Steve Bannon ‘stonewalls’ House intelligence’s Russia questions, inviting contempt charge
Republican lawmakers on Thursday weighed whether to hold former White House chief strategist Steve Bannon in contempt of Congress after he declined to answer questions for a second time as part of the House intelligence committee’s Russia probe.
Bannon visited Capitol Hill to take questions from the panel behind closed doors, but would only answer 25 questions that had been pre-approved by the White House.
He answered each question “no” and told the committee he was not authorized to elaborate, according to lawmakers of both parties.
Florida Representative Thomas Rooney said Tuesday that if Bannon didn’t cooperate with the panel and they didn’t hold him in contempt, that would set a bad precedent.
“For not just our committee but every committee, that [subpoenas] don’t mean anything, that it’s just a hollow threat,” said Rooney, who was deputised to help run the committee’s Russia probe.
He surmised that the panel’s leaders, including Chairman Devin Nunes of California, would be ready to sign off on the move.
Democrats are pushing for a contempt vote, with the top Democrat on the intelligence panel, California Representative Adam Schiff, saying he believed Bannon’s non-answers were all an attempt to draw out and block the Russia probe.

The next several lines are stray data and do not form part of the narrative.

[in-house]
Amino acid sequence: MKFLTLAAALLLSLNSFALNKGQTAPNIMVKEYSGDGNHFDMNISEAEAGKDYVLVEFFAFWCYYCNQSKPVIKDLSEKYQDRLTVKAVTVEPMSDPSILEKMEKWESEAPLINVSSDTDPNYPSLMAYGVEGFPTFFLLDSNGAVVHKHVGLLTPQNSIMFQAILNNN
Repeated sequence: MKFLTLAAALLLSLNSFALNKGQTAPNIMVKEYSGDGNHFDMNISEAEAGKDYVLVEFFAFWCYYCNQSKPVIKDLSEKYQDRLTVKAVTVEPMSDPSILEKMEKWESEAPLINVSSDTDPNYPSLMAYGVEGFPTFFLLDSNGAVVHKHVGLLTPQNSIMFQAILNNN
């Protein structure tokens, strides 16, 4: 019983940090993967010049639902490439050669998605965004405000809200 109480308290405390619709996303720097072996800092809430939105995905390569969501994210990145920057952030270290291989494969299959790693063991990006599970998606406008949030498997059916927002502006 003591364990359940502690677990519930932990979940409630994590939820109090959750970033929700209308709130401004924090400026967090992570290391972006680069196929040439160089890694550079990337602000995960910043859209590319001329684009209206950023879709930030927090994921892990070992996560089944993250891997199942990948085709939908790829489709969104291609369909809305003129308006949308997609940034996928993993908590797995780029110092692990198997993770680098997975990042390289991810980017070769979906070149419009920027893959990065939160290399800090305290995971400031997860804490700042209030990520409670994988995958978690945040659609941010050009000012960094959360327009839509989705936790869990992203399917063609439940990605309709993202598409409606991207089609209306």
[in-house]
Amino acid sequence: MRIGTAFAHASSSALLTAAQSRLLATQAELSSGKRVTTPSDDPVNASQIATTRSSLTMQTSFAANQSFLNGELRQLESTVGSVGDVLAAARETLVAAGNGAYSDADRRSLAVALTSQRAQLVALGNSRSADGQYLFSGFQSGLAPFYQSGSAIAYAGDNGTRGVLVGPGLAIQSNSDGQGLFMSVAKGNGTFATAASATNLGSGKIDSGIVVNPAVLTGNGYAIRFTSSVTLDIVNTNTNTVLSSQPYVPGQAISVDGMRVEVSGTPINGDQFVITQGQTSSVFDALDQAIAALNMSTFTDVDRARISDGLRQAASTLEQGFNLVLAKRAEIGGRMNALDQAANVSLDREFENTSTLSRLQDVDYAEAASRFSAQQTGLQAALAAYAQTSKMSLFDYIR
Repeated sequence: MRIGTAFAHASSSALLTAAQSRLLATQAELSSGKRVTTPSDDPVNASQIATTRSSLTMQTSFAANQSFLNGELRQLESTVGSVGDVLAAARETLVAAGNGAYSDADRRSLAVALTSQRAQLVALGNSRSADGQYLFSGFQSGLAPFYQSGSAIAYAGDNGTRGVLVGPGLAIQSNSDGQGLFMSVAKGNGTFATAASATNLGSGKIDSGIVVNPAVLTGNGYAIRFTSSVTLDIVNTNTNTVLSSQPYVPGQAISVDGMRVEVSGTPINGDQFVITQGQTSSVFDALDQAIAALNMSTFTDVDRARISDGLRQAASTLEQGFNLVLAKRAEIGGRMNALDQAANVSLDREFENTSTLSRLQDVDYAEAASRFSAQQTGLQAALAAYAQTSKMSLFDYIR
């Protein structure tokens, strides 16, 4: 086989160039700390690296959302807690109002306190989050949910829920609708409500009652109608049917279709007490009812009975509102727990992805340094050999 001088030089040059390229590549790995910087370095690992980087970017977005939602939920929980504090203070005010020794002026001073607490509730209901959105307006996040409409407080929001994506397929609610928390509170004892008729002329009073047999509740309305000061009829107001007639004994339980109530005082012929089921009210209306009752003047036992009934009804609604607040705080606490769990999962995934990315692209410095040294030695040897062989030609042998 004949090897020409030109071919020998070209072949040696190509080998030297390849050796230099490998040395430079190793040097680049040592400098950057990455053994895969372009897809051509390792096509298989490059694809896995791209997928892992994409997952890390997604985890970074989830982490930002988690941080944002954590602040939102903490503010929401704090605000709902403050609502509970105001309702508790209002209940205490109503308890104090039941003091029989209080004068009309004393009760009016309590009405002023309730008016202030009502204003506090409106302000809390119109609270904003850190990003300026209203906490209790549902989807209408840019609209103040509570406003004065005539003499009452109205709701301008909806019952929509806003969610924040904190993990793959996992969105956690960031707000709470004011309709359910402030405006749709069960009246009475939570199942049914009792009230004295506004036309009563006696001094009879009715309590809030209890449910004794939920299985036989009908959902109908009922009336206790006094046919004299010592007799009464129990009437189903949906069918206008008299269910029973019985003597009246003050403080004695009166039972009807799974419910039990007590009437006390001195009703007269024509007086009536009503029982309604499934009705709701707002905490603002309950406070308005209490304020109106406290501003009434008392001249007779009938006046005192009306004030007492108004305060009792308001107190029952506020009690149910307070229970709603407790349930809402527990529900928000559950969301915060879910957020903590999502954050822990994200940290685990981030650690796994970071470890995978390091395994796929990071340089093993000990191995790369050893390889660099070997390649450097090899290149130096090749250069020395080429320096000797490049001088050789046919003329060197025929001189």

“That’s not how privilege works, that’s how stonewalling works,” Schiff said. “And we cannot take that kind of stonewalling for an answer.”
Bannon was already under subpoena as lawmakers on both sides of the aisle have been critical of the White House’s sweeping interpretation of executive privilege and its contention that pretty much everything is off limits until the president says it’s not.
Bannon and the House Intelligence Committee had been in a weeks-long standoff over his refusal to discuss anything from the presidential transition period or his tenure advising President Trump in the White House.
The committee issued Bannon an on-the-spot subpoena last month, after his lawyers argued that executive privilege could apply to the periods in question.
Bannon’s return to the committee had already been scheduled and delayed three times, while the White House worked out the terms of the interview with the House counsel.
“I’m not okay with it,” said Representative Trey Gowdy of South Carolina on Bannon’s silence about the transition period as he headed into the closed-door interview.
Gowdy led the panel last month in pushing Bannon to answer all questions and ultimately deciding to issue him a subpoena. Now several Republicans on the panel, as well as Democrats, are ready to hold him in contempt if he does not fully comply with it.
On Wednesday night, the White House sent the committee a letter outlining its argument for why executive privilege could apply to the transition period, according to panel members. But lawmakers continue to reject that premise, and it was not clear whether the letter constituted a formal invocation of privilege.
Bannon has not put any such limitations on his participation in the Justice Department’s Russia probe, being run by special counsel Robert Mueller. The Intelligence Committee’s effort is not supposed to overlap with Mueller’s probe, but members stress that the same events and people are relevant to both of the investigations.